The first thing that strikes you when pressing the start button is the size of our hero. Am I really playing as the mighty warrior or is it Bilbo Baggins? Sprites are very small, and together with atrocious graphics already make you wanna throw this game through the window. Don't get me wrong, I do not judge old games by their presentation, but here the laziness , or should I say lack of talent, of the programmers is noticeable.The backgrounds are also missing details. The look of enemies is a little better, though. They come in many shapes and sizes, ranging from imps to warriors and dragons.

Next huge disappointment comes with the music. It is hardly audible !!! It seems it was muted on purpose by Mindscape staff I wasn't expecting any choir or powerful brass moments, but 8 bit standards were definitely lowered here. Other sound effects are also rare and leave you with a feeling of dissatisfaction.

If it wasn't enough already, the controls are horrendous as well as hilarious (right in that order) You jump sideways by pressing... DOWN!!! That's right, I"m not lying to you. If I am not mistaken, it must be the only case in the history of gaming were the developer incorporated such mechanics. It will surely result in many failed attempts to reach the platform or dodge the enemy. Apart from that you can jump straight in the air by pressing up (thank Crom they haven't butchered that element) as well as use action buttons for combat.You can kick or punch your foes or perform two different swings with your short range weapon. Should I mention the fact that the hit detection leaves much to be desired for? Oh, well nothing's perfect...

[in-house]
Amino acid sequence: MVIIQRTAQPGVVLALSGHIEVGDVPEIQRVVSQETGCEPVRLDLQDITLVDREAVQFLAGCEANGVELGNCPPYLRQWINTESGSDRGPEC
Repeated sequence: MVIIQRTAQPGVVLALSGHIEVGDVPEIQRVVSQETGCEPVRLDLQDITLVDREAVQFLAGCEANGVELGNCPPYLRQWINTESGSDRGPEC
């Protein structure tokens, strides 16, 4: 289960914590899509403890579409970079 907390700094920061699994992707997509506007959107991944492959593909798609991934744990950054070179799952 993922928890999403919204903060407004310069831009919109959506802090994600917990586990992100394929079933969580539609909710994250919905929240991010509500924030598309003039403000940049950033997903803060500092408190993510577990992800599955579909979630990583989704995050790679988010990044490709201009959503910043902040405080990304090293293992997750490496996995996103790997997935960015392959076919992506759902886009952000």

In terms of gameplay, the game, surprisingly, does not shine.The player is not presented with any story or purpose of Conan's quest. There are eight stages , each of them rather short, but still troublesome. You traverse a dark forest, a desert, an ancient pyramid or a vessel during tempest, to name just a few. The thing is that on your way you have to pick up various items and use them mainly against the bosses. Not that they pose any serious threat to you, but guessing which weapon suits the situation can take some time.Your standard weapon is the sword, but there are also projectiles like fireballs or daggers. Basically the levels can be divided into two categories, one focused on mindless running ahead and the other one demanding you to jump up and up till facing the level boss.These are at least somewhat nicely done and inspired by the legends and mythology. If by any chance you will finish the game (come on, you ain't so desperate,are ya?) you will be treated to a highly lame end screen depicting our exhausted protagonist, wearing a diaper and holding an axe.CONAN THE KING...What he heck!? An absolute letdown and anti climax after all that epic adventures...